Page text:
Bird Flu Discovered In Romanian Chickens
The first European case of bird flu in over a year was discovered Monday at a Romanian poultry farm, the European Commission reported.
The outbreak was discovered at a facility in Tulcea County near the Ukrainian border, a statement released by the organization on Tuesday reveals. As a result, all poultry on the infected farm were destroyed and a two-mile zone of protection was established by security personnel.
“The presence of the virus was confirmed on two hens that were found dead on a small private farm,” Romanian Sanitary and Veterinary Authority spokesperson Raul Balogh told AFP on Tuesday, adding that “no other case has been discovered since” then.
The bird flu, otherwise known as avian influenza, is a highly contagious disease that can be passed from birds to other mammals, including humans. The H5N1 strain was discovered in Romania, where more than a million poultry had to be slaughtered during 2005 and 2006 outbreaks.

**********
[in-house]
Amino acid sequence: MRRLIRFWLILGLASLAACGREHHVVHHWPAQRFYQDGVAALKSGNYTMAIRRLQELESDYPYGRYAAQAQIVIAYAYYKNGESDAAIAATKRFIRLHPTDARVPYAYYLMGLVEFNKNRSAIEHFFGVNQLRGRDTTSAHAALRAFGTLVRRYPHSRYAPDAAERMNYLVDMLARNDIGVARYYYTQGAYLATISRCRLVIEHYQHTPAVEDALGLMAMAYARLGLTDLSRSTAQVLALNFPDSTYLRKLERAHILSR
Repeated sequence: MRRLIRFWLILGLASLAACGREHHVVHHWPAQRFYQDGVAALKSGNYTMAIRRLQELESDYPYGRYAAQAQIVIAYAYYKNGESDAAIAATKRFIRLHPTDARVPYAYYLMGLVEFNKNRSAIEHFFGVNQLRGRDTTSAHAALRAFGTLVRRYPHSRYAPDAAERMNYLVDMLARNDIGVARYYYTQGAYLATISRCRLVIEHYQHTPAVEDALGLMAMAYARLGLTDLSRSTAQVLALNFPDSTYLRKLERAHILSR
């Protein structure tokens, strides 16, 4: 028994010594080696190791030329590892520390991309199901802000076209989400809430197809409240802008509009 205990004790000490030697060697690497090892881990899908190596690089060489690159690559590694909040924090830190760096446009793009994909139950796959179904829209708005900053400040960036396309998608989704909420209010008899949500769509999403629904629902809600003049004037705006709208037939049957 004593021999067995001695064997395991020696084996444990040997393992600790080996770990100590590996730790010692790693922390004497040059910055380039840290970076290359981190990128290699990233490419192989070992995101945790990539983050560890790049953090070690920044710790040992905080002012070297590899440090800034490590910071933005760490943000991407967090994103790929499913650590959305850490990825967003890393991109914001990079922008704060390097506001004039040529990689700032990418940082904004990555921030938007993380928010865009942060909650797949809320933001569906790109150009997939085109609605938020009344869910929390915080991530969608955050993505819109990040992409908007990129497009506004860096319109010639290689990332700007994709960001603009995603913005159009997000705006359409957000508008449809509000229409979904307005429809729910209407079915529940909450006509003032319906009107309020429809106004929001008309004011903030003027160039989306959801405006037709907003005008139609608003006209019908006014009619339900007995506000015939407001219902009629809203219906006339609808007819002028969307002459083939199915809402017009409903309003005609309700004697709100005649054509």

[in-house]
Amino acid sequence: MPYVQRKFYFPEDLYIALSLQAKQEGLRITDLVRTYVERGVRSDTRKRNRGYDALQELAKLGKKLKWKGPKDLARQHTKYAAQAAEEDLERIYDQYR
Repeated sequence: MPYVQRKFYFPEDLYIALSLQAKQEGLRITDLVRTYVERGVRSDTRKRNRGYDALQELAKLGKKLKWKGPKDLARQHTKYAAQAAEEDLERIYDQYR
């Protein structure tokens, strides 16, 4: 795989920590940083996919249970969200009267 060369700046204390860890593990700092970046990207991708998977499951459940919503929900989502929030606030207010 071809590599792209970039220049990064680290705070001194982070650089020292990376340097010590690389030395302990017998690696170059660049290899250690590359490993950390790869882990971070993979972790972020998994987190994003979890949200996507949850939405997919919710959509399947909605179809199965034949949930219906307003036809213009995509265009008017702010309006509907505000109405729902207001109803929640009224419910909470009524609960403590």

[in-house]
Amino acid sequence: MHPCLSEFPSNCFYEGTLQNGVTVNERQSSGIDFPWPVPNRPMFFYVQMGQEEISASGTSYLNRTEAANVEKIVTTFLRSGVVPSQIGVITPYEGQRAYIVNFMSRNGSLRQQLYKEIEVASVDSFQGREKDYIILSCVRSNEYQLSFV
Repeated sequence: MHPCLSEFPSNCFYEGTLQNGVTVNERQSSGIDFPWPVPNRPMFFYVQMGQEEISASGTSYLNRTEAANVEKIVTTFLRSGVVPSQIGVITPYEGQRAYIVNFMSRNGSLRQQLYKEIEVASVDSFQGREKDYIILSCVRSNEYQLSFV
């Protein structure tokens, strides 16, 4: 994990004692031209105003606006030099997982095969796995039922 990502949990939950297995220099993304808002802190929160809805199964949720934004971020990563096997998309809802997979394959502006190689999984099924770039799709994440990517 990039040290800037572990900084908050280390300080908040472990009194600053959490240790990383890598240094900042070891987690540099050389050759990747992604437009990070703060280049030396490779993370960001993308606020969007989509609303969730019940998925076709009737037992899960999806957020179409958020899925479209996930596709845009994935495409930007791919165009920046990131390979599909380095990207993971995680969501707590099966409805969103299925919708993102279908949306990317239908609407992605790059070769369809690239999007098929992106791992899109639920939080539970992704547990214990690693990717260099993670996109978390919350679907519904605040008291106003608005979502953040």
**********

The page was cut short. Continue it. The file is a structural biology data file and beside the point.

According to the World Health Organization, nearly 300 people worldwide have died of avian flu since 2003, though it is believed that the H5N1 strain is difficult for a person to become infected with.
In March 2009, the bird flu was discovered in a wild duck that had been shot in southern Germany, near Starnberg. That was the last confirmed case of avian influenza in Europe prior to Monday’s occurrence, though more than 100,000 chickens and 200,000 eggs had to be destroyed at the Kazi Farms complex in Bangladesh after a outbreak of H5N1 was discovered at the facility over the weekend.
In cases where humans are infected with the H5N1 virus, symptoms include coughing, Diarrhea, Difficulty breathing, fever, headache, muscle aches, runny nose, and sore throat. Treatment often times involved the use of antiviral medication. A vaccine to combat H5N1 has already been approved by the U.S. Food and Drug Administration, for use in the event of a large-scale outbreak.
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